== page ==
3 Ways Data Can Help You During A Buyers’ Market

3 Ways Data Can Help You During A Buyers’ Market

We might be in for a buyers’ market over the next year, which means the time is now to start coming up with a game plan so you aren’t scrambling to catch up when the market turns. I’ve already covered some marketing ideas and ways to entice sellers in my previous articles, but now I have some more specific ideas with how to use hard numbers when working with clients. These will take more time and effort, but they are tools you can use again and again.

Find The Right Percentages

Agents already know one tactic during a buyers’ market is to go the extra mile to highlight the features of a home that will appeal to the widest variety of people. Now is the time to attach data to the best features. Let’s use the example of driveways.

If it is a neighborhood you specialize in (or plan to) then do a manual count of the number of houses that have a driveway and come up with a percentage that you can share with buyers—e.g. only 20% of homes in this neighborhood have a driveway—so you can demonstrate to your buyers exactly how rare that feature is and show them how lucky they would be to get such a home.

Rely On Price History

Another hurdle when there is a glut of homes for sale is that buyers will take their time because they think a better deal will come along—either the seller will lower the price on a house they’re interested in or an even better one will come on the market. In these situations, I’ve had success by pointing out that even though it seems like there is an abundance of choice, the best deals still move off the market very quickly.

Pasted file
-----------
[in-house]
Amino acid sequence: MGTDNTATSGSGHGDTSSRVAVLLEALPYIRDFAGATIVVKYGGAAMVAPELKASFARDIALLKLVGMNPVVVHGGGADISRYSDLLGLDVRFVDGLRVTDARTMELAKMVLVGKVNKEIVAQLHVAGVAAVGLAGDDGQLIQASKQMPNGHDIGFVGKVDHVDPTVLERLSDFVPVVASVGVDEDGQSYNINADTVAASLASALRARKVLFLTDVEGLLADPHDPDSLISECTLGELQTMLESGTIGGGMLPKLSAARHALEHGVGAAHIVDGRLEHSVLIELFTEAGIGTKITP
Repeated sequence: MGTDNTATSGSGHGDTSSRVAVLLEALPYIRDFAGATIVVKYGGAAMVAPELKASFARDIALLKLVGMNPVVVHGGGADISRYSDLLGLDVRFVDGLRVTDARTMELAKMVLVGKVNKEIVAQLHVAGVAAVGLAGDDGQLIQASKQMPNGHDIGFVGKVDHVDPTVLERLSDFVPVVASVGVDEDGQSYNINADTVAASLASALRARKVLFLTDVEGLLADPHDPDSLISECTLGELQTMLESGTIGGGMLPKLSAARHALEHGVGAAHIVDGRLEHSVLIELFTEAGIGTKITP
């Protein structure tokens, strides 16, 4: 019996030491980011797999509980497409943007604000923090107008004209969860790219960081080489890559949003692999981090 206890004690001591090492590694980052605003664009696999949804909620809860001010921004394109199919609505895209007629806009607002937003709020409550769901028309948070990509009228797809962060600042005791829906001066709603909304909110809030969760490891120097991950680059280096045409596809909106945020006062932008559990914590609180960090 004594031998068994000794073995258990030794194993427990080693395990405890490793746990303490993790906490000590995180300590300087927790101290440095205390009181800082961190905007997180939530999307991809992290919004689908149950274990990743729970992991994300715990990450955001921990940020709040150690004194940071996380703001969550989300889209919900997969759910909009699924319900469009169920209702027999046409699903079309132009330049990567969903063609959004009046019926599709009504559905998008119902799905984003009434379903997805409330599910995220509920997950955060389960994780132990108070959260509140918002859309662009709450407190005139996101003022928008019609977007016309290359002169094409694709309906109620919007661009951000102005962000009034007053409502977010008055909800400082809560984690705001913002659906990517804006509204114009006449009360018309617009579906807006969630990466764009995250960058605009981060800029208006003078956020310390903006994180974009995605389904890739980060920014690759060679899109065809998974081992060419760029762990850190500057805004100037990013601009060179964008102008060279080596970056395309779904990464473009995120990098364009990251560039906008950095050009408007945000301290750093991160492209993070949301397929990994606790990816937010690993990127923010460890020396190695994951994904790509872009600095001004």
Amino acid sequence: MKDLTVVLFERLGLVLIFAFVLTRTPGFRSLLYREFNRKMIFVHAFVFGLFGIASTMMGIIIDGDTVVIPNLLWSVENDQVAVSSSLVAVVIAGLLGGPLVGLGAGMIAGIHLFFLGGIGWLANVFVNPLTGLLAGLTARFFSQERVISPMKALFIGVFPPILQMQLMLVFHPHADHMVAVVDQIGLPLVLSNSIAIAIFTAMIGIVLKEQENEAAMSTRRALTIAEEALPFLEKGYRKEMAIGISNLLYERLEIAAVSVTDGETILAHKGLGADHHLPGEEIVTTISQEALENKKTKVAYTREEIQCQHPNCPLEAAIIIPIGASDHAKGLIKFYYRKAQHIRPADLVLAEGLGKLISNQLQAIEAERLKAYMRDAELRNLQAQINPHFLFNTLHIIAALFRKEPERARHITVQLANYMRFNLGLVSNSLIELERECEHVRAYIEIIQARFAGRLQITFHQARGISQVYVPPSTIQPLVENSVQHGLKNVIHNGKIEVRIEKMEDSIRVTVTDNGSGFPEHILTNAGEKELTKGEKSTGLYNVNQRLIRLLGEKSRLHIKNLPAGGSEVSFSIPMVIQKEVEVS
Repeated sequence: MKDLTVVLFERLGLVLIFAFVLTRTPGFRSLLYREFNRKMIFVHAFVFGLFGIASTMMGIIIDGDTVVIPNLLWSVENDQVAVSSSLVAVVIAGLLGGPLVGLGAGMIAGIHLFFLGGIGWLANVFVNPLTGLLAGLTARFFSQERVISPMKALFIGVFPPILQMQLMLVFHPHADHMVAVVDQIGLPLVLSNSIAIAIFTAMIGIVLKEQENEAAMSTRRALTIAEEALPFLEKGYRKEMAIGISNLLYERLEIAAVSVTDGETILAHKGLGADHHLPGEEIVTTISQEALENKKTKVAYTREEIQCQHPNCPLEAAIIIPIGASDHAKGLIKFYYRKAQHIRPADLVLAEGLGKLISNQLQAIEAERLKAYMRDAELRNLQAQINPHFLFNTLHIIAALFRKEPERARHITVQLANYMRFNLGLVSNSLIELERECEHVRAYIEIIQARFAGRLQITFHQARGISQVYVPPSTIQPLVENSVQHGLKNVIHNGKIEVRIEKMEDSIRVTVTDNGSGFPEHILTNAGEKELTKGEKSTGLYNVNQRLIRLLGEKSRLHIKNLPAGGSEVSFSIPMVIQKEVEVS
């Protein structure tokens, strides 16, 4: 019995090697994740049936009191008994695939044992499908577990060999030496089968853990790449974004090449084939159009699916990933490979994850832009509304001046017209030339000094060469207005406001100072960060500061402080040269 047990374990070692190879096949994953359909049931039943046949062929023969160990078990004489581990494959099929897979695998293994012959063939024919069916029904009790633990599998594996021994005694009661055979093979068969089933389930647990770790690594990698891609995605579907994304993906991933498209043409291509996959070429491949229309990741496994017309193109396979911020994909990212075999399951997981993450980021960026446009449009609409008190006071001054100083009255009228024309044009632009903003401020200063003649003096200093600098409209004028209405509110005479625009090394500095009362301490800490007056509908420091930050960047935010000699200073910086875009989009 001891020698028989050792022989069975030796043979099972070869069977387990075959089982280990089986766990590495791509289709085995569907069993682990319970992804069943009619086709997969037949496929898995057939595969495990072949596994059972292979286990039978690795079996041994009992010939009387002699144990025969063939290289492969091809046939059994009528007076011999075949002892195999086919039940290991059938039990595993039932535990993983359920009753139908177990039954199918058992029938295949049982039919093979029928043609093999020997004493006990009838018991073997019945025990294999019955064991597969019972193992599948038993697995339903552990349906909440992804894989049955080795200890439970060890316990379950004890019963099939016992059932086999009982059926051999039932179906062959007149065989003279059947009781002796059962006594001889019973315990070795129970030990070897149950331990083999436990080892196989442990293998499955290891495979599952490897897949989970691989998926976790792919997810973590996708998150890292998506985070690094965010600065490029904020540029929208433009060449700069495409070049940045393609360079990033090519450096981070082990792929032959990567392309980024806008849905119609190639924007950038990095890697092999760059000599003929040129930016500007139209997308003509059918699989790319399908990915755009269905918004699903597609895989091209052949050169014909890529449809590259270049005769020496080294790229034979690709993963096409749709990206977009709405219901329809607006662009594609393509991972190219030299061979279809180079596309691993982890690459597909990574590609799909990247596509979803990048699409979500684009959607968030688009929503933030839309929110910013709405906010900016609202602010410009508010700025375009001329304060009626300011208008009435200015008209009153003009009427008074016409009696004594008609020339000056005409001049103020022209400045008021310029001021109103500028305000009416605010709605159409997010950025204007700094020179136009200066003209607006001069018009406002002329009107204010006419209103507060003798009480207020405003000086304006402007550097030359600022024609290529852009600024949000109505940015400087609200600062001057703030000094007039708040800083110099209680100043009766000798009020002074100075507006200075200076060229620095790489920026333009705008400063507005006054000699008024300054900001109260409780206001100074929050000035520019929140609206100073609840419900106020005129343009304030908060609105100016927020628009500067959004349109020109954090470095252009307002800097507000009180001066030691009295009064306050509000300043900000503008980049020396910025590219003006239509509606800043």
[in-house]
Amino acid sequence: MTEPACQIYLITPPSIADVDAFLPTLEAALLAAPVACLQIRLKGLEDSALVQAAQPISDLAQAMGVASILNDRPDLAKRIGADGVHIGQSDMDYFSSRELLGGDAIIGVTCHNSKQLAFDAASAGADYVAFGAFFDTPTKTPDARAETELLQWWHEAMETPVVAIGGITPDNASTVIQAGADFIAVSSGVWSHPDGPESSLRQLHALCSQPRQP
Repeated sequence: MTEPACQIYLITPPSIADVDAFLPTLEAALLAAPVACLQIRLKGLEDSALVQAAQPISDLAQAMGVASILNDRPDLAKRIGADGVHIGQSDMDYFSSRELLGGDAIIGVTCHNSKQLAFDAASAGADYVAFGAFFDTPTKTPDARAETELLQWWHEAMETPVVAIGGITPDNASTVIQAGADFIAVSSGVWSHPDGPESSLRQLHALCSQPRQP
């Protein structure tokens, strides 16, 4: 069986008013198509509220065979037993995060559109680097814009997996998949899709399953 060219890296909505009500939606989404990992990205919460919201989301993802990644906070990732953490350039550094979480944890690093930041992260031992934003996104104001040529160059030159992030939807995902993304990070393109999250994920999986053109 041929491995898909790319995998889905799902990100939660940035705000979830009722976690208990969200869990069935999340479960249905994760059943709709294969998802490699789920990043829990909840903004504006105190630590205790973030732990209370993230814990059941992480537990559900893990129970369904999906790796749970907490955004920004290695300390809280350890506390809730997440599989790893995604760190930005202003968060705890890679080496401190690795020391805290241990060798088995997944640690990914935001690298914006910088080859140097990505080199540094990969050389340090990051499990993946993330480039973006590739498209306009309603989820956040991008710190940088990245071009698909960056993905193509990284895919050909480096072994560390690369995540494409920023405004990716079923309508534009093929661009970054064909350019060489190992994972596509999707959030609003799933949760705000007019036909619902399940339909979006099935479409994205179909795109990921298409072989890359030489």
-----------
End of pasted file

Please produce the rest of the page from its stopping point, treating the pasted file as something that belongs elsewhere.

The homes that will appreciate the most in value don’t hang around even during a buyers’ market (usually they are purchased by a developer who puts it in their rental portfolio while they bide their time until the market turns). Then I back that up with historical data by showing them the price and sales history of homes that are similar to what they are looking for but were bought and sold during the last time we were in a downturn. The buyers soon start to see

Measure Time, Not Distance

Since a home’s location is still the top priority most of the time, there is also neighborhood-specific data that can help sway buyers to choose a home. In these cases it isn’t a matter of percentages and price histories, but how many minutes it is to places such as a grocery store, subway stop or local farmer’s market.

It is already common practice to say something is ‘nearby’ or ‘just a few blocks away’ but when you’re competing for buyers it can help if you get very specific: e.g. ten-minute stroll to farmer’s market or 15 minutes drive to the nearest large grocery store (with easy parking). The more granular details buyers can learn about a home, the more likely they are to feel in control of their decision.

I’ve been through many buyer’s markets and the good news is they always turn back around.  The way to survive the next one is to start gathering data—very specific data—so you have more selling tools in your toolbox. Give buyers numbers to remember and you will make your listings more memorable.